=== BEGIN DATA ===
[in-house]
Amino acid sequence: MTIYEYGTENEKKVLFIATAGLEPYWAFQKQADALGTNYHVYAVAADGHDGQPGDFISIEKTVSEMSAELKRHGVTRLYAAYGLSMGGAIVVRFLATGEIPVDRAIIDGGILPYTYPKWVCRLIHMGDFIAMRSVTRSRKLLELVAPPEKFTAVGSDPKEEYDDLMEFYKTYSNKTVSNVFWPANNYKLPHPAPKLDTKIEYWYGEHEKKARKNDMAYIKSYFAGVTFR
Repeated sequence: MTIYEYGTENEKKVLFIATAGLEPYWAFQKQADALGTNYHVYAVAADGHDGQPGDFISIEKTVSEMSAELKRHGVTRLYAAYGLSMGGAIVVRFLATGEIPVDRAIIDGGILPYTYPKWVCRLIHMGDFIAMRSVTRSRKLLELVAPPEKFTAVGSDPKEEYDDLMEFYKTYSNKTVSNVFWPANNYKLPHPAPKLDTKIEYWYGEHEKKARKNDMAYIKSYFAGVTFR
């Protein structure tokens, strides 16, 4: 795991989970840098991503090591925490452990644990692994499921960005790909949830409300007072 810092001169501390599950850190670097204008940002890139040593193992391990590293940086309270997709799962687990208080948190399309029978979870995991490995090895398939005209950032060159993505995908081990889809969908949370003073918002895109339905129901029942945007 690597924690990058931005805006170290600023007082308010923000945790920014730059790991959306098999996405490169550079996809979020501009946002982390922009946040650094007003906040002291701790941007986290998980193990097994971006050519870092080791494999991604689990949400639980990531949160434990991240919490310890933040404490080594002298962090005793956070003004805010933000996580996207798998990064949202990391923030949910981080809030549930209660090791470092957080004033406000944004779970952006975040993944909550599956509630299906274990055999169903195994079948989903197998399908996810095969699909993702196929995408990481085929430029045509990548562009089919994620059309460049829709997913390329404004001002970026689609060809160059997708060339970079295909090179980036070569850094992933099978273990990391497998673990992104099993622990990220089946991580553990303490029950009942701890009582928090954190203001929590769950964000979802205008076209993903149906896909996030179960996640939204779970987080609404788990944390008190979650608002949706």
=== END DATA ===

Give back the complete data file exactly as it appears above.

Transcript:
[in-house]
Amino acid sequence: MTIYEYGTENEKKVLFIATAGLEPYWAFQKQADALGTNYHVYAVAADGHDGQPGDFISIEKTVSEMSAELKRHGVTRLYAAYGLSMGGAIVVRFLATGEIPVDRAIIDGGILPYTYPKWVCRLIHMGDFIAMRSVTRSRKLLELVAPPEKFTAVGSDPKEEYDDLMEFYKTYSNKTVSNVFWPANNYKLPHPAPKLDTKIEYWYGEHEKKARKNDMAYIKSYFAGVTFR
Repeated sequence: MTIYEYGTENEKKVLFIATAGLEPYWAFQKQADALGTNYHVYAVAADGHDGQPGDFISIEKTVSEMSAELKRHGVTRLYAAYGLSMGGAIVVRFLATGEIPVDRAIIDGGILPYTYPKWVCRLIHMGDFIAMRSVTRSRKLLELVAPPEKFTAVGSDPKEEYDDLMEFYKTYSNKTVSNVFWPANNYKLPHPAPKLDTKIEYWYGEHEKKARKNDMAYIKSYFAGVTFR
């Protein structure tokens, strides 16, 4: 795991989970840098991503090591925490452990644990692994499921960005790909949830409300007072 810092001169501390599950850190670097204008940002890139040593193992391990590293940086309270997709799962687990208080948190399309029978979870995991490995090895398939005209950032060159993505995908081990889809969908949370003073918002895109339905129901029942945007 690597924690990058931005805006170290600023007082308010923000945790920014730059790991959306098999996405490169550079996809979020501009946002982390922009946040650094007003906040002291701790941007986290998980193990097994971006050519870092080791494999991604689990949400639980990531949160434990991240919490310890933040404490080594002298962090005793956070003004805010933000996580996207798998990064949202990391923030949910981080809030549930209660090791470092957080004033406000944004779970952006975040993944909550599956509630299906274990055999169903195994079948989903197998399908996810095969699909993702196929995408990481085929430029045509990548562009089919994620059309460049829709997913390329404004001002970026689609060809160059997708060339970079295909090179980036070569850094992933099978273990990391497998673990992104099993622990990220089946991580553990303490029950009942701890009582928090954190203001929590769950964000979802205008076209993903149906896909996030179960996640939204779970987080609404788990944390008190979650608002949706």